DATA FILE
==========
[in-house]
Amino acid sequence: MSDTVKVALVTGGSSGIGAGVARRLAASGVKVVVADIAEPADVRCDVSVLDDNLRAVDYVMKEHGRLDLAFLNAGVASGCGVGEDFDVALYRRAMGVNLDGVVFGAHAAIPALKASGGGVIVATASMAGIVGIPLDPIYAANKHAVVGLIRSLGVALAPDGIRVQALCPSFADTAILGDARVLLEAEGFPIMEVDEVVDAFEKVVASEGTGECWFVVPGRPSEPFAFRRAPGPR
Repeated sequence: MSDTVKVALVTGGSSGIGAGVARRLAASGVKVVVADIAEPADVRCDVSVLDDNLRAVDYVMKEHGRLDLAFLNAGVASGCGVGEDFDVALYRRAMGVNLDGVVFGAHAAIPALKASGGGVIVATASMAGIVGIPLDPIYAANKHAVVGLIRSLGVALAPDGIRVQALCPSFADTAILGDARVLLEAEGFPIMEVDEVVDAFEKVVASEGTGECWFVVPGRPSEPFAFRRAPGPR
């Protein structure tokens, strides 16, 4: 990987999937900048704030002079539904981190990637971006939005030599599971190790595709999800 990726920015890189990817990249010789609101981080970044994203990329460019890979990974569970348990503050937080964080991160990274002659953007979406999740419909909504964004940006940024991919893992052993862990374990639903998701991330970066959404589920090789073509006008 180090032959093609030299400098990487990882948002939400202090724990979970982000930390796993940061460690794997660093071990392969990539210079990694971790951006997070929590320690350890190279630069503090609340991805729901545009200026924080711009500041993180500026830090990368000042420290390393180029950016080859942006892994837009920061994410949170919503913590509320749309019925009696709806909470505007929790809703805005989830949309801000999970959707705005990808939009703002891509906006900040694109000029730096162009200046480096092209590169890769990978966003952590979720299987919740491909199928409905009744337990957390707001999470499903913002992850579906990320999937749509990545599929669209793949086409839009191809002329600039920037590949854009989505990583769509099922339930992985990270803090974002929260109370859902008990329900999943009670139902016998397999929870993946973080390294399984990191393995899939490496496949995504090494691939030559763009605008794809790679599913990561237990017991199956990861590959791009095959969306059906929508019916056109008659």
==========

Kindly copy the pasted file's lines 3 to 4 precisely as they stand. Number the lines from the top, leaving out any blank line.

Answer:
Repeated sequence: MSDTVKVALVTGGSSGIGAGVARRLAASGVKVVVADIAEPADVRCDVSVLDDNLRAVDYVMKEHGRLDLAFLNAGVASGCGVGEDFDVALYRRAMGVNLDGVVFGAHAAIPALKASGGGVIVATASMAGIVGIPLDPIYAANKHAVVGLIRSLGVALAPDGIRVQALCPSFADTAILGDARVLLEAEGFPIMEVDEVVDAFEKVVASEGTGECWFVVPGRPSEPFAFRRAPGPR
């Protein structure tokens, strides 16, 4: 990987999937900048704030002079539904981190990637971006939005030599599971190790595709999800 990726920015890189990817990249010789609101981080970044994203990329460019890979990974569970348990503050937080964080991160990274002659953007979406999740419909909504964004940006940024991919893992052993862990374990639903998701991330970066959404589920090789073509006008 180090032959093609030299400098990487990882948002939400202090724990979970982000930390796993940061460690794997660093071990392969990539210079990694971790951006997070929590320690350890190279630069503090609340991805729901545009200026924080711009500041993180500026830090990368000042420290390393180029950016080859942006892994837009920061994410949170919503913590509320749309019925009696709806909470505007929790809703805005989830949309801000999970959707705005990808939009703002891509906006900040694109000029730096162009200046480096092209590169890769990978966003952590979720299987919740491909199928409905009744337990957390707001999470499903913002992850579906990320999937749509990545599929669209793949086409839009191809002329600039920037590949854009989505990583769509099922339930992985990270803090974002929260109370859902008990329900999943009670139902016998397999929870993946973080390294399984990191393995899939490496496949995504090494691939030559763009605008794809790679599913990561237990017991199956990861590959791009095959969306059906929508019916056109008659």